I was sparring in karate class.
We were doing our usual thing, fighting each other happily as Kyokushin karatekas tend to do, smacking each other around in what is a time-honored, mutually consenting formula. Most days, we all walk out laughing, sporting our new bruises like the proud trophies that they are. But on this particular day, I got more than I bargained for.
It was near the end of a 90-minute session. I was pumped and focused, smiling from ear to ear as I fought my opponent. I threw a right hand to his stomach just as he swiped my leading leg at the ankle. Before I could even register the move, my leg had flipped upwards and I crash-landed on the floor.
I was stunned. My knee had made a sound that I knew it should not have. My mind refused to register the information. I tried to get up, but each time I moved, strange noises escaped the space between my gritted teeth.
When I got home, I told my husband that I just needed a little Advil. I was sure I would be back in the dojo in a few days. He evaluated my knee (he is a kinesiologist), then shook his head and said, “Dear, I think you’re out of commission for a few months. You’re not going anywhere.”
That was not the response I was looking for. So instead of taking his expert opinion seriously, I argued: “What are you talking about? My knee isn’t even blue! I’m sure it’s nothing.” I reached for the phone to make a physio appointment, but he—wiser than I, it appears—slowly took the phone from my hands. “You are not going to physio,” he explained calmly. “You need an MRI first.”
The conversation continued this way for a while. He explained; I argued. He explained again: “You’re injured. Why can’t you see that?” He shook his head so many times that evening. “Goodness, you’re stubborn,” was the inevitable conclusion.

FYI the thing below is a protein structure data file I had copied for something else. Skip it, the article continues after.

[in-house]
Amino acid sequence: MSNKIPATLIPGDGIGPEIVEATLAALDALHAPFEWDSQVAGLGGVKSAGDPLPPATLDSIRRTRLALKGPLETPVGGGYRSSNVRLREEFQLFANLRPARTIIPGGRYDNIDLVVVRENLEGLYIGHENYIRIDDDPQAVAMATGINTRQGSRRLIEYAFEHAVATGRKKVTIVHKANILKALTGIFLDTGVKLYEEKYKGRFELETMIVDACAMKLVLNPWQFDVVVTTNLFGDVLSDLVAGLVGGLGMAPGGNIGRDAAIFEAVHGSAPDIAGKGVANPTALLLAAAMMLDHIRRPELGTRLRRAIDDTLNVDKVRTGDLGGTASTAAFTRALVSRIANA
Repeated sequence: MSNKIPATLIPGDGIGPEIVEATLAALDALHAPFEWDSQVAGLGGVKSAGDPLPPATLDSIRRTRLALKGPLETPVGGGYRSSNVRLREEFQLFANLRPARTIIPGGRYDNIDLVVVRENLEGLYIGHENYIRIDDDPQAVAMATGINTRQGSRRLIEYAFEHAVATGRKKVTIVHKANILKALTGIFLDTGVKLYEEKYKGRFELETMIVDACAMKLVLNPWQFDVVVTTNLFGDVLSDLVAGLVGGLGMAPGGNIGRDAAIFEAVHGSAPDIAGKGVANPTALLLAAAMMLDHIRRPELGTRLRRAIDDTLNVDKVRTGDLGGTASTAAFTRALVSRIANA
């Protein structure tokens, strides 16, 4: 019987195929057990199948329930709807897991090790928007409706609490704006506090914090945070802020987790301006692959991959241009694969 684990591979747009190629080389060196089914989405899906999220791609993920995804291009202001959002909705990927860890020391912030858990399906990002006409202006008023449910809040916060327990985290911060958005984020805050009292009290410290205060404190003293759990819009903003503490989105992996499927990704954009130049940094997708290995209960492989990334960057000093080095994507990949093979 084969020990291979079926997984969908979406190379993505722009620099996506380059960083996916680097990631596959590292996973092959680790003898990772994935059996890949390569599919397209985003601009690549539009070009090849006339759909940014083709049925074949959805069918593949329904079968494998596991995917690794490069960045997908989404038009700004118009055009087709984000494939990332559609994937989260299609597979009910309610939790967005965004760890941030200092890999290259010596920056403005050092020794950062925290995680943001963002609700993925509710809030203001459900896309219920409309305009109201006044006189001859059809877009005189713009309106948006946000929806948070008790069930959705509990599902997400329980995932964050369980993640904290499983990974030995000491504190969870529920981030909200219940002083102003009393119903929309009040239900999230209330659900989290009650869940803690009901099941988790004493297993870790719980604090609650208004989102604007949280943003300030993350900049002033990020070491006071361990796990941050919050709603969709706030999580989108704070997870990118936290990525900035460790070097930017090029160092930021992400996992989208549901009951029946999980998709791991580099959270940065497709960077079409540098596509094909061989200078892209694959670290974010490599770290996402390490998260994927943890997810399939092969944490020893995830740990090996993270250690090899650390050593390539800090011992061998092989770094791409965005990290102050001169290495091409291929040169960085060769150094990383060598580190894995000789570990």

We had the MRI, and he was—much to my dismay—correct. I had a three-degree tear in one ligament and the marrow in both my femur and tibia was bruised from the bones banging into each other (I hadn’t known any of that was even possible!). A doctor handed me crutches (which I refused, opting for a cane instead), a heavy knee-brace, and a prescription for months of boring recovery time. No more sparring for me.
For the past 20 years, my life has revolved around Buddhism. I teach Buddhism at college and university level; I practice; I go on retreats. I pore over ancient Buddhist texts, wrestle with their teachings, write about what I think they might mean. I have tried, with every fiber of my being, to evolve, to become a better version of myself, to let myself go. And yet, after 20 years of effort, this was my response. I was faced with the most basic example of impermanence and all I could do was argue. Simply stated, I was saying, “No!”
It’s one thing to contemplate impermanence and the fragility of life. It’s quite another entirely to accept it. I thought I had learned to accept impermanence, and to some extent I am sure I have, but when my mobility and freedom were at stake, I rejected it completely. This is the point that continues to astound me. In that moment, I discovered that I am a terrible patient, that I am absolutely impatient, and that I have learned only a small fraction of what there is to understand. I am, in other words, horribly humbled by this petty experience.
Buddhism is not some kind of fluffy self-help narrative. It is hard and it can be devastating. I must admit, though, that at times like these I find myself grateful for the stories of the Buddha in his past lives. In those stories, we find him stumbling along, attempting to make progress but not always succeeding. He is reborn as a crocodile, a rat, a burglar, a demon (almost never as a woman though!), trying to move forward, but certainly not making the entire journey toward Buddhahood overnight. I take comfort in these stories as I reflect on my own response to a torn knee ligament. I was shockingly miserable about having to hobble for a few weeks. I went through every shade of frustration, all the while trying to convince myself to relax because it really wasn’t so serious at all. I wasn’t facing disease or death. It was a minor injury. I would heal. I did heal.
And yet . . . I was miserable.
Impermanence sucks. Awakening is still lifetimes away.
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